Book: Goalden Girl by Tracey Moraitcategories: Book, Football, Soccer, Sports Fiction, Young Fiction, Children's Book
Tracey Moraitabout this book: Goalden Girl is the story of promising young footballer, Gemma Sutherland, whose life is turned upside down when her widowed dad remarries and they move to another part of Liverpool. Her new stepmother, Shelley, is loud and a bit of a chav; she has a young daughter of her own, Portia, who she spoils, and Gemma hates them both. Not only that, they don't play girls' football at Gemma's new school, Naylorsfield Comprehensive, so, with the support of young games teacher Mr Cassidy, Gemma starts a campaign to get football introduced onto the sports curriculum. Mrs Lawford, the head of games, is opposed to the idea, as is Tyrone Collins, Shelley's nephew and one of the stars of the school's First Eleven football team. Tyrone does everything he can to stop the girls from playing.
Meanwhile, at home, all is not well in the Sutherland household; just what is the mystery surrounding Shelley's past, and will Gemma ever learn to get along with Portia?
Goalden Girl took a year to write and was self-published through Lulu in 2007, inspired for my love of the Beautiful Game. I love football (Liverpool FC is my team) and for a long time I wanted to write football fiction. The book is aimed for readers aged 9-12. Goalden Sky, the first sequel, was published in 2014. The title is a play on words – 'goal'den, to reflect the football angle. I aimed to write an enjoyable, light-hearted story about my favourite sport, adding a background mystery as a sub-plot and another challenge for Gemma.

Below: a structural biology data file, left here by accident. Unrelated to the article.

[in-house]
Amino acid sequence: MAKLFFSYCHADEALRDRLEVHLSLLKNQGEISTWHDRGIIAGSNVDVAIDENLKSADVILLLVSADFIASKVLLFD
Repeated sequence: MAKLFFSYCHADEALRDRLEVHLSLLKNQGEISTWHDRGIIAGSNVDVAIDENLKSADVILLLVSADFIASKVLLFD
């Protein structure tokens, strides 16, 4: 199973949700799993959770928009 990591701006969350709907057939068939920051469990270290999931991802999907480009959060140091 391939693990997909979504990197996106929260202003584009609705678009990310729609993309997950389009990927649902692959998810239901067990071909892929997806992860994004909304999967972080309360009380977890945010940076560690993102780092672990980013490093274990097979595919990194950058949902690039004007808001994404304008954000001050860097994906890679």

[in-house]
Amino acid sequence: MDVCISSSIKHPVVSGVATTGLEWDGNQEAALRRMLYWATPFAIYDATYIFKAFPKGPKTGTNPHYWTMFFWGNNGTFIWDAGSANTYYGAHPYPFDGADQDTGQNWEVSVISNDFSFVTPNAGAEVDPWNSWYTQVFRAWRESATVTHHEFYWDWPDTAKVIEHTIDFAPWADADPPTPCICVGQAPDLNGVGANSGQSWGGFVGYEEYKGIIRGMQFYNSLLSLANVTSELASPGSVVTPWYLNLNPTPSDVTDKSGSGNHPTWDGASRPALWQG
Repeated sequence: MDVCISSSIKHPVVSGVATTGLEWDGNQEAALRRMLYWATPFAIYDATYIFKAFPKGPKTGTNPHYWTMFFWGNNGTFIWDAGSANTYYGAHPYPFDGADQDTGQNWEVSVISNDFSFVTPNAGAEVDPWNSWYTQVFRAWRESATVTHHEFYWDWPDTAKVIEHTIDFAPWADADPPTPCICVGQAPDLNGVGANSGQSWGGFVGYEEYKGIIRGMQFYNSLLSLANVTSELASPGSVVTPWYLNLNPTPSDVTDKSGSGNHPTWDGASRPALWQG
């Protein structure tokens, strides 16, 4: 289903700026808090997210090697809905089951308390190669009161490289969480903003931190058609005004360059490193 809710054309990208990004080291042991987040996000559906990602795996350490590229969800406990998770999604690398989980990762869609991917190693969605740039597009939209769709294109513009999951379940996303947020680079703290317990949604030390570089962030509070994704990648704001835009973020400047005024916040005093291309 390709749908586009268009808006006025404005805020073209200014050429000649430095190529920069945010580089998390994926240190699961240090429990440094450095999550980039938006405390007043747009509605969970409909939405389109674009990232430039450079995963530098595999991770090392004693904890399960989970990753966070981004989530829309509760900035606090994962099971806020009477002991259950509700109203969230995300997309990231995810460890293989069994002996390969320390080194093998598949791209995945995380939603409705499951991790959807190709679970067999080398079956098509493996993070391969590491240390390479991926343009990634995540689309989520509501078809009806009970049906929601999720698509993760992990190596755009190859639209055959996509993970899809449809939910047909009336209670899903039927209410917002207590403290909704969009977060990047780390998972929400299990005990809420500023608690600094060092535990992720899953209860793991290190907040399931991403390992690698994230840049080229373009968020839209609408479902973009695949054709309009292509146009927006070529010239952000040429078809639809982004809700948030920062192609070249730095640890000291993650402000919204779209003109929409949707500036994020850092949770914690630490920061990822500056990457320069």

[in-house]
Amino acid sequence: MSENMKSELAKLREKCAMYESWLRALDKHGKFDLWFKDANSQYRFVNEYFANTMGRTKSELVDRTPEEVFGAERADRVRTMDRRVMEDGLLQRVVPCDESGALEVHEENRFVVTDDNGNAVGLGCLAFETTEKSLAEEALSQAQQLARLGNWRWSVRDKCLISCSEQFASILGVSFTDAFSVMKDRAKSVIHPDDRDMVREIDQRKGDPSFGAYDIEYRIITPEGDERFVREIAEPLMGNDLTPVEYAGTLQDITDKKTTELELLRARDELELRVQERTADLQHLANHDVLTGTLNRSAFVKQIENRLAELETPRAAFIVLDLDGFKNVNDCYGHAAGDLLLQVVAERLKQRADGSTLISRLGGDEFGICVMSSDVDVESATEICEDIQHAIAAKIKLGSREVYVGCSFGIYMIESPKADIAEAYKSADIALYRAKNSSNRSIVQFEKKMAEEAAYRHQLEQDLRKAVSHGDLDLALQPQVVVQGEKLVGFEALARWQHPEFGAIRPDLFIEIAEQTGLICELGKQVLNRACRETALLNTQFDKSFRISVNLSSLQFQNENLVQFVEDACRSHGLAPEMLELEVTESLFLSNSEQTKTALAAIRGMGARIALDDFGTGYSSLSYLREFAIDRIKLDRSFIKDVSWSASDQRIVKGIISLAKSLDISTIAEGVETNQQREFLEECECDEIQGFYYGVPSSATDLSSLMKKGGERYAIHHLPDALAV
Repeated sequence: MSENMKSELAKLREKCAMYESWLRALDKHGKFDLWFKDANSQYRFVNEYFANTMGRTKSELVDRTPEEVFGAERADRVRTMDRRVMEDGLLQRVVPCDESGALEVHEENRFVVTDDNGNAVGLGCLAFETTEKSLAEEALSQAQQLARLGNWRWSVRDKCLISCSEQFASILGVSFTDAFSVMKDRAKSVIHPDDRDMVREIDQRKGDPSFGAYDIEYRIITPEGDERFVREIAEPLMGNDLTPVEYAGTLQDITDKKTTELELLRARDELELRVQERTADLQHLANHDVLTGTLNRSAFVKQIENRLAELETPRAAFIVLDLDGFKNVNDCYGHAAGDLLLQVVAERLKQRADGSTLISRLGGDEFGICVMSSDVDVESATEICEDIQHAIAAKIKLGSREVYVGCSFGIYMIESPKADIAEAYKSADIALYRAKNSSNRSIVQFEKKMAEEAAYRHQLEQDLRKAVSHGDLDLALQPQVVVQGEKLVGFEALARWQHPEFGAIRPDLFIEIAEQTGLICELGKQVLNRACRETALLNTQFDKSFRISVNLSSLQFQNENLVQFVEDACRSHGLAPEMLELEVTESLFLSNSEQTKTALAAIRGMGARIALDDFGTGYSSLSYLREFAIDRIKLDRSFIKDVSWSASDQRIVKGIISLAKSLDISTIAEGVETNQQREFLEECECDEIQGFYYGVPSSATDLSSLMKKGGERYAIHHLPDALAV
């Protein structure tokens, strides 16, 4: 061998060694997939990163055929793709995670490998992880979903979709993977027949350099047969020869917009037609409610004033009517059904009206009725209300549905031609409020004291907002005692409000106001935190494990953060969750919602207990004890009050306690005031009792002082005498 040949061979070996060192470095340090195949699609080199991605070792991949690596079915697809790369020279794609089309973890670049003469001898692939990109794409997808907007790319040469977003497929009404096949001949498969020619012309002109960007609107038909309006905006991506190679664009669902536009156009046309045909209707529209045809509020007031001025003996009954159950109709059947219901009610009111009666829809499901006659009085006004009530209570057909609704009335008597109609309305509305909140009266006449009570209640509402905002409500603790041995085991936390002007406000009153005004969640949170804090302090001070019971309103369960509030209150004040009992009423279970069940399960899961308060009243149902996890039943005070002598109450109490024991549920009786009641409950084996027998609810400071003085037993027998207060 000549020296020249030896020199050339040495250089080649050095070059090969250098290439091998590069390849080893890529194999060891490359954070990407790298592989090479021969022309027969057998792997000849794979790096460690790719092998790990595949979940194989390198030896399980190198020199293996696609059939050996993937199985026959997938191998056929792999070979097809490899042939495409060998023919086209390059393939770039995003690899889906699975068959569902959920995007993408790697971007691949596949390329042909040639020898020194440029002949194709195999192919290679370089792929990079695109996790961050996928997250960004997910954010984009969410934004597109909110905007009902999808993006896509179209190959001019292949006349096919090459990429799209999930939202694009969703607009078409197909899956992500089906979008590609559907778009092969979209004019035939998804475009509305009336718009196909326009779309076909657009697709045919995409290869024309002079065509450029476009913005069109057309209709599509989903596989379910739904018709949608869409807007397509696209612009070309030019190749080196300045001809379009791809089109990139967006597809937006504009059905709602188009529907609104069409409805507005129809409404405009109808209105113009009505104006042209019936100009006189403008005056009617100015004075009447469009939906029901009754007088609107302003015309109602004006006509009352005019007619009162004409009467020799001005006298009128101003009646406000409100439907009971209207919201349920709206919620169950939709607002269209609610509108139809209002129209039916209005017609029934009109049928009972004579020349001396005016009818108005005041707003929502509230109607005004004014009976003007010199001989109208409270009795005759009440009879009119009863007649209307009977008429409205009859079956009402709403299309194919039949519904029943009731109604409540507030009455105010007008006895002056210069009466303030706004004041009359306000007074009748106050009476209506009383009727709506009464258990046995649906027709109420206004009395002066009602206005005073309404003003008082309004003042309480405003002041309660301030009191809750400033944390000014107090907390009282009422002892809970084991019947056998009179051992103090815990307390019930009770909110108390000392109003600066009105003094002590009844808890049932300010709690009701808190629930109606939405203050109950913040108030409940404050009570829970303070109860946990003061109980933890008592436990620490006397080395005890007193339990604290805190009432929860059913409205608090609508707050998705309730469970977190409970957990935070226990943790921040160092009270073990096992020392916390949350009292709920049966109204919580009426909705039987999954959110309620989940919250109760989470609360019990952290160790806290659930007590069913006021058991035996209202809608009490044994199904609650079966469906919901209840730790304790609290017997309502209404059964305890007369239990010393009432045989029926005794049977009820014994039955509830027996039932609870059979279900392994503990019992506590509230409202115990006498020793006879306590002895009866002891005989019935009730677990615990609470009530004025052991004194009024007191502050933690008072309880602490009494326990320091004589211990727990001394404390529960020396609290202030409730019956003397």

My husband designed the cover to portray a young girl playing the game. Although I know enough about football, I wanted to make sure I got the rules correct, so I did some research on websites.
One of the things I did learn from writing Goalden Girl was to have a good dictionary to hand and to make sure I knew how to spell unfamiliar words I'd heard in conversation, but never saw written down, especially slang words. I found the Urban Dictionary useful as well as the news sites like the BBC and the Guardian (if a journalist can't spell properly...!) A couple of my spellings are alternative spellings (thankfully found in dictionaries!) but for later books I have taken more care.
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